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IPW8: International conference explores the current state of phosphorus research

From September 12 to 16, 2016, the 8th International Phosphorus Workshop (IPW8) with the title “Phosphorus 2020 — Challenges for synthesis, agriculture, and ecosystems” will be held in Rostock, Germany. Its overarching theme is to discuss the research progress concerning the vital question of how phosphorus can be utilized sustainably in the face of finite reserves and without severe environmental damage. 230 experts coming from more than 30 different countries will attend. The international phosphorus workshop (IPW) is one of the most important expert meetings of European phosphorus research and takes place every three years.


Can ‘farting’ copepods affect the climate? IOW expedition on methane production of zooplankton

Methane is an important greenhouse gas with a strong potential to impact climate de-velopment on earth. There are, however, huge gaps in the knowledge concerning indi-vidual sources of methane and to which extent they have an actual impact on the atmos-phere. On August 6, 2016, a research team under the lead of the Leibniz Institute for Bal-tic Sea Research Warnemünde (IOW) set out aboard the research vessel ALKOR for a 3-week cruise into the central Baltic Sea to examine for the first time systematically, whether certain, at times very abundant copepods and their microbial gut flora produce substantial amounts of atmospherically effective methane.


First comprehensive inventory of the entire Baltic sea floor

The renowned ICES Journal of Marine Science published most recently the first comprehensive survey of the distribution of macrozoobenthos communities in the entire Baltic Sea – a study done by the IOW scientists Mayya Gogina and Michael Zettler and a team of co-authors. Based on the abundance of certain species at more than 7.000 locations, they identified 10 major communities. In the most northern areas, benthic communities with only few major key species belonging to crustaceans, polychaetes and bivalves (e.g. Monoporeia affinis, Marenzelleria spp. und Macoma balthica, respectively) exist. They dominate most of the Baltic Sea north of the Bornholm Basin, which means nearly 60 % of the whole sea floor of the Baltic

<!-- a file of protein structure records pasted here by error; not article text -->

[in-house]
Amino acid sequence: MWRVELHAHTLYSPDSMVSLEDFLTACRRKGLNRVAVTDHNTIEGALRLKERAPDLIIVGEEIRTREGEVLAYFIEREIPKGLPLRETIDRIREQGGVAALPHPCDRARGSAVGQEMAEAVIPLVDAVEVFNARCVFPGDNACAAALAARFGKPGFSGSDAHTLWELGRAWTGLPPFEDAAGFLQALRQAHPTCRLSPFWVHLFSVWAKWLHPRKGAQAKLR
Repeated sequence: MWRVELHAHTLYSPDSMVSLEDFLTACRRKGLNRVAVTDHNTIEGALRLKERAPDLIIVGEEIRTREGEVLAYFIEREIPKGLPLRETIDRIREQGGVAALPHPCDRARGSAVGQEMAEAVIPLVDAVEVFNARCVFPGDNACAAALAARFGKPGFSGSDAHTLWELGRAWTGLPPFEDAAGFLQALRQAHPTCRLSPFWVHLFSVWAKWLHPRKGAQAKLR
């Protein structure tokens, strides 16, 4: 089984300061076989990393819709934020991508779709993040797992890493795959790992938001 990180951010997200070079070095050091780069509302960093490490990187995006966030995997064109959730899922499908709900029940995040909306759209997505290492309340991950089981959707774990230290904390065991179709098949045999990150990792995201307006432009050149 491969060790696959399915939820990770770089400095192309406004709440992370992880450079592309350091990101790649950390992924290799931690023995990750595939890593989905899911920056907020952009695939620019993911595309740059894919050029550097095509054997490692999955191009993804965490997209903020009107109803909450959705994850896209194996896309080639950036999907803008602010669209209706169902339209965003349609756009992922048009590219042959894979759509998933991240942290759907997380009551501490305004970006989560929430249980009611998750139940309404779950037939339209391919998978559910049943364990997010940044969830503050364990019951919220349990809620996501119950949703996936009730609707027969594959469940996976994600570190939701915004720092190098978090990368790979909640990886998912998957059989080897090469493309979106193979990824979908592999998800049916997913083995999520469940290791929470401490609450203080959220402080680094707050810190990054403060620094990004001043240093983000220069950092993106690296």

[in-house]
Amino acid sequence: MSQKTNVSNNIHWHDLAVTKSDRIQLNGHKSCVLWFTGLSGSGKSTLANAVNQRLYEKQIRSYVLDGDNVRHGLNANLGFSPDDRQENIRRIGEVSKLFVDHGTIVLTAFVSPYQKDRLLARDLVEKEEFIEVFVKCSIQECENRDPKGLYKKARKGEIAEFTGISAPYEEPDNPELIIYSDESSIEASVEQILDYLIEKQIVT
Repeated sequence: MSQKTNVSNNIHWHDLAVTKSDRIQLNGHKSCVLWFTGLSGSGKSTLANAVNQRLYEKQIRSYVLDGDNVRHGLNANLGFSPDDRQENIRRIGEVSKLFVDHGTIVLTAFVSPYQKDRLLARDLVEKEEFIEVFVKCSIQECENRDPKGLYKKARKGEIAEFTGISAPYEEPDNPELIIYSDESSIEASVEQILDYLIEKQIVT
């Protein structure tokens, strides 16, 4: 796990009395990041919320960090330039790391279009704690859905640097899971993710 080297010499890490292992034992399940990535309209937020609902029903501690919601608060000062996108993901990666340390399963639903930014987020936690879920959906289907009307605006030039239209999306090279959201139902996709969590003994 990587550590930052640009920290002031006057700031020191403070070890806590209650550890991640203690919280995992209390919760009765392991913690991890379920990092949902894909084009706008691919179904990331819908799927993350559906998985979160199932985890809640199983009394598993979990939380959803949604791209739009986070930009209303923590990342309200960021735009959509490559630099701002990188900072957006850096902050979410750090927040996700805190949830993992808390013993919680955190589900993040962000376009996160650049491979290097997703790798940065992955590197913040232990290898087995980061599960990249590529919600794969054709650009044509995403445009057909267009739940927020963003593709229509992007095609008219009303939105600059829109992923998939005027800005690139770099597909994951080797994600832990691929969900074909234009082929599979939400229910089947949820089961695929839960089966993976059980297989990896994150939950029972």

IOW expedition studies eddies in the Baltic Sea to collect data for im-proving climate modelling

On June 18, 2016, a research team under the lead of the Leibniz IOW set out from Rostock port aboard the research vessel ELISABETH MANN BORGESE for a 9-day cruise into a sea area south of Bornholm island. The expedition focuses on the oceanographic analysis of eddy structures in the surface layer of the Baltic Sea and their impact on marine currents as well as microorganisms. IOW’s expedition contributes to the project “Clockwork Ocean” of the Helmholtz-Zentrum Geesthacht – Centre for Materials and Coastal Research (HZG), which for the first time employs a manned zeppelin that cooperates with research vessels for the study of marine eddies.


10 years MARIA S. MERIAN, 50th expedition: Unique samples and data collected on winter cruise